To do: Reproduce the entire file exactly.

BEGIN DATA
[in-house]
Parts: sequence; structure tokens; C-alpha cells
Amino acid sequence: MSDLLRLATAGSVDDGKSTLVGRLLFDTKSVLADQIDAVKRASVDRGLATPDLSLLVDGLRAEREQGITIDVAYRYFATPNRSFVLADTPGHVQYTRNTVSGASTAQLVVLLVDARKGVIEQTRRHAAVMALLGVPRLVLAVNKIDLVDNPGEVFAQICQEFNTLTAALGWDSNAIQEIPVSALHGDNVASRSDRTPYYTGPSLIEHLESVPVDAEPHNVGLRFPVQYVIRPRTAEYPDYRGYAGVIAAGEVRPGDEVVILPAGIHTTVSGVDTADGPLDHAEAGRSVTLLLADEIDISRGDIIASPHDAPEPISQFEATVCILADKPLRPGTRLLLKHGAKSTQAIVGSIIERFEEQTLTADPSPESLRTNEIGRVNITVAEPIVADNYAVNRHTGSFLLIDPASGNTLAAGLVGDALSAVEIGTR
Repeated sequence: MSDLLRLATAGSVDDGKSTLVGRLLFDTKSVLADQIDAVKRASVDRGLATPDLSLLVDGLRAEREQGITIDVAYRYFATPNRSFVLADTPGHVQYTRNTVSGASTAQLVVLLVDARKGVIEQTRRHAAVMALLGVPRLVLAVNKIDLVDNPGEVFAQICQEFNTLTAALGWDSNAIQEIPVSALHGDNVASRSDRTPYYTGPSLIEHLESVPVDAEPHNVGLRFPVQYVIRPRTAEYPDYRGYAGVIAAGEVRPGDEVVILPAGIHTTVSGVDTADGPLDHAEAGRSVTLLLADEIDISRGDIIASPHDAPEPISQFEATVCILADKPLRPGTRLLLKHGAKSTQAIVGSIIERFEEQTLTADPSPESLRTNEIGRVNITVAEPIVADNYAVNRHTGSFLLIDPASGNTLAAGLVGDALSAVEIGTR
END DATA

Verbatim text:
[in-house]
Parts: sequence; structure tokens; C-alpha cells
Amino acid sequence: MSDLLRLATAGSVDDGKSTLVGRLLFDTKSVLADQIDAVKRASVDRGLATPDLSLLVDGLRAEREQGITIDVAYRYFATPNRSFVLADTPGHVQYTRNTVSGASTAQLVVLLVDARKGVIEQTRRHAAVMALLGVPRLVLAVNKIDLVDNPGEVFAQICQEFNTLTAALGWDSNAIQEIPVSALHGDNVASRSDRTPYYTGPSLIEHLESVPVDAEPHNVGLRFPVQYVIRPRTAEYPDYRGYAGVIAAGEVRPGDEVVILPAGIHTTVSGVDTADGPLDHAEAGRSVTLLLADEIDISRGDIIASPHDAPEPISQFEATVCILADKPLRPGTRLLLKHGAKSTQAIVGSIIERFEEQTLTADPSPESLRTNEIGRVNITVAEPIVADNYAVNRHTGSFLLIDPASGNTLAAGLVGDALSAVEIGTR
Repeated sequence: MSDLLRLATAGSVDDGKSTLVGRLLFDTKSVLADQIDAVKRASVDRGLATPDLSLLVDGLRAEREQGITIDVAYRYFATPNRSFVLADTPGHVQYTRNTVSGASTAQLVVLLVDARKGVIEQTRRHAAVMALLGVPRLVLAVNKIDLVDNPGEVFAQICQEFNTLTAALGWDSNAIQEIPVSALHGDNVASRSDRTPYYTGPSLIEHLESVPVDAEPHNVGLRFPVQYVIRPRTAEYPDYRGYAGVIAAGEVRPGDEVVILPAGIHTTVSGVDTADGPLDHAEAGRSVTLLLADEIDISRGDIIASPHDAPEPISQFEATVCILADKPLRPGTRLLLKHGAKSTQAIVGSIIERFEEQTLTADPSPESLRTNEIGRVNITVAEPIVADNYAVNRHTGSFLLIDPASGNTLAAGLVGDALSAVEIGTR